16. Learning from the mistakes of the others. We may not get many life's to live our life again and again. We need to learn, not only from our mistakes, but also from the mistakes of the others. ( The classmates who are watching the event would have been watching all these things from the side, they would have made a guess by now, on what different did he do in his final attempt and what mistakes did he do in his inital attempts. They would be in a better position to avaoid those mistakes when their turn comes up)

17. heard of the Golden Rule ? "One should treat others as one would like others to treat oneself" ( this boy is going go back to his classmates and he is going to encourage them the same/better way on how he was encouraged in his attempts) 18. Life is how you see it. If you feel that this video has nothing in it. Then you are right. If you feel that this video has lot of things to learn in it, then also you are right. As Henry Ford rights states " Whether you think you can, or think you can't, in either way you are right "

Fewer marriages, more divorces in 2016: Singstat

Fewer marriages, more divorces in 2016: Singstat

The overall decline was a result of fewer civil marriages, though the number of Muslim marriages went up.

INGAPORE: There were a total of 27,971 civil and Muslim marriages registered in 2016, 1.2 per cent lower than the 28,322 marriages registered the year before, according to the latest figures from the Department of Statistics (Singstat).
According to Singstat's Statistics on Marriages and Divorces Reference Year 2016 released on Tuesday (Jul 18), the overall decline was a result of fewer civil marriages, which fell from 22,544 in 2015 to 22,017 last year. This was more than the rise in Muslim marriages, which went up from 5,778 to 5,954 over the same period.
It added that the general marriage rate has remained relatively stable since 2014, with the rate for males at 44.4 marriages per thousand unmarried males aged 15-49 in 2016, up from 40.5 marriages in 2013. Similarly for females, the rate was 41.6 marriages per thousand unmarried females aged 15-49 years, up from 36.9 marriages over the same timeframe.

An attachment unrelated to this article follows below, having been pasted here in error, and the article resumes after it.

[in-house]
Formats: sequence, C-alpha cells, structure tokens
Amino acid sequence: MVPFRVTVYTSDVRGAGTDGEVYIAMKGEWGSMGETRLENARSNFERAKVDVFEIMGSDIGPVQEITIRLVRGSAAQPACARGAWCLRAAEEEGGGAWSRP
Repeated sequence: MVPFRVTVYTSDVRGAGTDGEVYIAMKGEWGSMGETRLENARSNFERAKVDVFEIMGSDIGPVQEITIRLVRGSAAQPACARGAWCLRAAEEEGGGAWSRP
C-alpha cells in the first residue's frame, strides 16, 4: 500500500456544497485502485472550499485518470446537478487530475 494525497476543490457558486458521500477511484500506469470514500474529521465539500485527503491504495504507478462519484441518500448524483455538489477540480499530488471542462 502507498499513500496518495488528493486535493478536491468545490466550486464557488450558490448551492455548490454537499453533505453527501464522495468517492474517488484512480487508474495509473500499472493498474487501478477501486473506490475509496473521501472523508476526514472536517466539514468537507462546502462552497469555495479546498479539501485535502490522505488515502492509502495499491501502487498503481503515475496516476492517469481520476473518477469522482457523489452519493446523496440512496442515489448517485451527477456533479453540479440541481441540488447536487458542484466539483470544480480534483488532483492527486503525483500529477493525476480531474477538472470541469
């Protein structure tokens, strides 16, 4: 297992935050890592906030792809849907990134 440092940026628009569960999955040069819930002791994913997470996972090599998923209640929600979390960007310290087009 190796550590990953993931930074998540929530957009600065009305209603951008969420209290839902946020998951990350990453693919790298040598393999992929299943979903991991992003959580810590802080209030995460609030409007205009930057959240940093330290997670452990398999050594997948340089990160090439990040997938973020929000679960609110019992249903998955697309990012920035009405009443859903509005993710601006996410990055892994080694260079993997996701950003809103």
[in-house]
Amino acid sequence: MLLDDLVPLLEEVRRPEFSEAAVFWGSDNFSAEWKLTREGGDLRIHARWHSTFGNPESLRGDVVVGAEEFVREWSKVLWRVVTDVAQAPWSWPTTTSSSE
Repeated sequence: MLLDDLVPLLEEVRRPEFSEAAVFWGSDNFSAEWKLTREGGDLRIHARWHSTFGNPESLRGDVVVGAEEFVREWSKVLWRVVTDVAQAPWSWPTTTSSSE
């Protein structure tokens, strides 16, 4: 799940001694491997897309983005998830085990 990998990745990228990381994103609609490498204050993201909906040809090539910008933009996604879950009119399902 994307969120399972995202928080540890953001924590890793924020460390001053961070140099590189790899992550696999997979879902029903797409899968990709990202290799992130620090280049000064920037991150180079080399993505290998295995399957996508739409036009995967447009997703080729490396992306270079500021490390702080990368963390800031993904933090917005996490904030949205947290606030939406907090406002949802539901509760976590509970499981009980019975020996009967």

Conversely, there were 7,614 divorces and annulments in 2016, a 1.2 per cent increase from the year before, according to Singstat.
Civil marriage dissolutions rose from 5,855 in 2015 to 5,912 in 2016. Muslim divorces also grew, from 1,667 to 1,702 over the same period.
The general divorce rate in 2016 was unchanged from 2015, Singstat noted, adding that there were 7.1 male divorcees per thousand married males above the age of 20. For females, the rate was 6.6.
The report also found a "prominent shift" in the age profile of divorcees towards the older age groups in the last decade.
The proportion of divorcees over the age of 45 rose from 31.4 per cent in 2006 to 42.3 per cent in 2016 for males, and from 20 per cent to 28.4 per cent for females, Singstat said, adding that this is in tandem with the ageing population and higher divorce rates for the older population.
The median duration of marriages that end up in divorce is 10 years, Singstat found, adding that 29.9 per cent of divorces involved marriages that lasted between five to nine years.

Marriage infographic
Singstat also found that the wife instituted 62.4 per cent of civil divorces last year. The top two reasons for civil divorce were unreasonable behaviour (53.5 per cent) and having lived apart or separated for three years or more (42.5 per cent).
Looking at Muslim divorces, those filed by the wife constituted almost seven out of 10 of them last year. This is the same figure as in 2006, Singstat said. Both male and female plaintiffs cited infidelity or extra-marital affair as the top main cause of the marriage breakdown.